In order to set the Remote Desktop Connection to work as you like it to, expand its preferences by clicking or tapping on Show Options.
Configure Remote Desktop Connection
The General tab allows you to enter the computer name and the username. The computer name is how the host computer identifies itself on the network. If you’re not sure what the computer name is, you can see it in System Properties on the remote computer. Also, if you have troubles connecting using a computer name, you can also connect using the host’s local IP address.
In the User name field, enter the username of an administrator account from the remote computer, or a standard user account that has been enabled for Remote Desktop connections. In other words, use a user account that you would enter if you were logging in locally to the host machine.
In the following screenshot, you’ll see the user name formatted as MicrosoftAccount\username or ComputerName\username , depending on the user account type on the remote computer or device. You don’t have to type it in like this, but when Remote Desktop Connection saves your connection settings, it will reformat it like that.
In the Display tab you can tweak some of the video settings. By changing the screen size and color depth, you can improve the performance when connected remotely.
In the Local Resources tab, you can configure your audio, keyboard and devices settings.
If you click/tap Settings under Remote Audio , you can choose whether you want to playback audio on the remote machine, on the client machine or neither. You can also enable recording from the client machine.
In the Keyboard section, you have three options for handling Windows key combinations (such as Alt + Tab and Ctrl + Alt + Del). By default, these key combinations will be registered by the remote computer when you are in full screen, but if you’re in window mode, they’ll be recognized by your computer (the client).
For example, if you are in full screen and you press Alt + Tab, you’ll switch between windows on the remote machine. If you’re in windowed mode, you’ll Alt + Tab between windows on your computer. You can change this so that Windows key combinations are only recognized by the client machine or the host machine.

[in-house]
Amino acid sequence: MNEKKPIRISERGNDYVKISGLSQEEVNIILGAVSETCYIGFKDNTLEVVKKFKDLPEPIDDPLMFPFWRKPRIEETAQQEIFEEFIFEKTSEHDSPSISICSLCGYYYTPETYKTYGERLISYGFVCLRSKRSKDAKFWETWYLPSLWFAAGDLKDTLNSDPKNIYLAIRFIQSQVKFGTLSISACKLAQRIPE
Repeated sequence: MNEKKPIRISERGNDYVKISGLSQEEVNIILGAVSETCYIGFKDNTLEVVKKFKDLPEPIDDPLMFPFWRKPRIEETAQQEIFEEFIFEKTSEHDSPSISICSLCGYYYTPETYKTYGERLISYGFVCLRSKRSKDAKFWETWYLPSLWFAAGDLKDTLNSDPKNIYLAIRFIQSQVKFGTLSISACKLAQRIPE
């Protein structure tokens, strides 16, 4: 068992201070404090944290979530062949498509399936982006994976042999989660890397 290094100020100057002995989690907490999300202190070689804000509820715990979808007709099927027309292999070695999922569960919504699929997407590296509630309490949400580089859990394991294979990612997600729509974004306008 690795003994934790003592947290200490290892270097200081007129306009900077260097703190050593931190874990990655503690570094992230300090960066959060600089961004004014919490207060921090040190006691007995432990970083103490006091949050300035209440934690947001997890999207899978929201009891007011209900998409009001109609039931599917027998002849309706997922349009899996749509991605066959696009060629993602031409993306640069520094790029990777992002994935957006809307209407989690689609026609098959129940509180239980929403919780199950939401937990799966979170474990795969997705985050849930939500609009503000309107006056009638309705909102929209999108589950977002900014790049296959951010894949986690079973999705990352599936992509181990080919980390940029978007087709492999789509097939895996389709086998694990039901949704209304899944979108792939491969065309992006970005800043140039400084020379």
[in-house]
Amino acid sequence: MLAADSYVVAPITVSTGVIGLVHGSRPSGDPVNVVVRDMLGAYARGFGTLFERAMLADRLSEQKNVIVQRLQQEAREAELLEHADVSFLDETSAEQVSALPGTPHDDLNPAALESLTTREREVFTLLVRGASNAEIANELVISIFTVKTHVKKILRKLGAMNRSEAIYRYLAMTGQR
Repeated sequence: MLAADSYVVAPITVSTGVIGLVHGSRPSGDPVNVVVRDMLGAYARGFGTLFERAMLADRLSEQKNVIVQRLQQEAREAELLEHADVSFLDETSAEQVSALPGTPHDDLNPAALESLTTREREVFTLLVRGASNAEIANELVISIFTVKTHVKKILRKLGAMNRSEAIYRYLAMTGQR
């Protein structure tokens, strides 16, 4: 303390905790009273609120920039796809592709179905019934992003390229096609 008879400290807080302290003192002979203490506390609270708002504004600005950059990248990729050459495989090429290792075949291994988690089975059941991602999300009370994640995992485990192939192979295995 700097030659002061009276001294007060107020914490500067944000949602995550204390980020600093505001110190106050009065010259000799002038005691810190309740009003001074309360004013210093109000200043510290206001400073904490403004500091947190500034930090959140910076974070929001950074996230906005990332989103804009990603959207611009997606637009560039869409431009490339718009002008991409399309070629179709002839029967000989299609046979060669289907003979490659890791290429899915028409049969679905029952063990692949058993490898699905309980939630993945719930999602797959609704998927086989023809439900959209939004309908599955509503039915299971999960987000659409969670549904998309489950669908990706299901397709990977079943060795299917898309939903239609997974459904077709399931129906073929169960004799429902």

Lastly, you can choose the settings for the Local devices and resources. By default, you can share clipboards between machines (i.e. copy from the host and paste to the client) and print a document from the host machine on a printer connected to the client machine.
You may also want to share other devices and resources, such as hard drives. Click or tap More to see more options. If you check Drives , you’ll be able to select which drives and volumes you want to share with the host machine. These show up under tsclient on the host machine, in the Network section of your File Explorer in Windows 8.1 and Windows 10 or Windows Explorer in Windows 7.
The Experience tab lets you further tweak your settings for better performance. For example, it makes sense to disable the desktop background, menu and window animations since these aren’t essential for most tasks you’ll be performing remotely. You can also disable font smoothing to make text a little bit more readable, especially when the screen is resized. Also, you can have Remote Desktop Connection choose the best settings for you based on your connection speed from the drop-down menu.
The Advanced tab gives you additional options. Here, you can change how Server authentication behaves. Normally, Remote Desktop Connection will check to make sure that the server name on the certificate matches the computer name you entered to initiate the connection. If they don’t match, you’ll be warned before connecting.
If you want to skip this message, you can choose to “Connect and don’t warn me”. This may be useful if you are using the IP address to connect to the remote machine. If that’s the case, the authentication will always fail, since the remote computer won’t identify itself on the server.
Or, you can choose “Do not connect” if the server authentication fails, which will cancel the connection without warning you if the server name doesn’t match.
Lastly, you can also set up your Remote Desktop Gateway settings by clicking/tapping the Settings button under “Connect from anywhere”. Remote Desktop Gateways are used for connecting into corporate networks or Virtual Private Networks ( VPNs ) from outside those networks. For example, if you were at home and you wanted to connect to your desktop at the office via Remote Desktop Connection , you may need to use a Remote Desktop Gateway. Check with your network administrator to find out how to configure these settings.